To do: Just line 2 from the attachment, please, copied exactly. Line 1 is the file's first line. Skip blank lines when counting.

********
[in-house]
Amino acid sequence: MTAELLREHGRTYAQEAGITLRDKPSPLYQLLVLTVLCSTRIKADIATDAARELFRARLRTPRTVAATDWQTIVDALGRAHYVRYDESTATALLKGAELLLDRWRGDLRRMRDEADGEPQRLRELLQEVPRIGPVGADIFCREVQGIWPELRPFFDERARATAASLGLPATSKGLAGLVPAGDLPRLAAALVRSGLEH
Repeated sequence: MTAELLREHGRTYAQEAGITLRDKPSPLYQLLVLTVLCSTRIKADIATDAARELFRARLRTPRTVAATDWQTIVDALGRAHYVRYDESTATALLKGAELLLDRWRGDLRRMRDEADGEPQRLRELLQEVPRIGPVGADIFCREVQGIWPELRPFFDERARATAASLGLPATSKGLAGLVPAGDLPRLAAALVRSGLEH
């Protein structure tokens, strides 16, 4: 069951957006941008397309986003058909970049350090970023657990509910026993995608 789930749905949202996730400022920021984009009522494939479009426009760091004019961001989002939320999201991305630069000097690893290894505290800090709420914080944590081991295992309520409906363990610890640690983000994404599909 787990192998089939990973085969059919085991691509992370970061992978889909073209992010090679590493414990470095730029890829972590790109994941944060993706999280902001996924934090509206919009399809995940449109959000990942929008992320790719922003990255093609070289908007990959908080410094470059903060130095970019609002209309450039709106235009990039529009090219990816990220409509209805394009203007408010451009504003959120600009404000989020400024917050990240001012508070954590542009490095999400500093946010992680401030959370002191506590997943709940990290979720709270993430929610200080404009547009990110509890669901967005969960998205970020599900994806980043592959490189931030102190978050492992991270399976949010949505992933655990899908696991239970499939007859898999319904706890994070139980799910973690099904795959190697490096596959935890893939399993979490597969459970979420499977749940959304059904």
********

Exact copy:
Amino acid sequence: MTAELLREHGRTYAQEAGITLRDKPSPLYQLLVLTVLCSTRIKADIATDAARELFRARLRTPRTVAATDWQTIVDALGRAHYVRYDESTATALLKGAELLLDRWRGDLRRMRDEADGEPQRLRELLQEVPRIGPVGADIFCREVQGIWPELRPFFDERARATAASLGLPATSKGLAGLVPAGDLPRLAAALVRSGLEH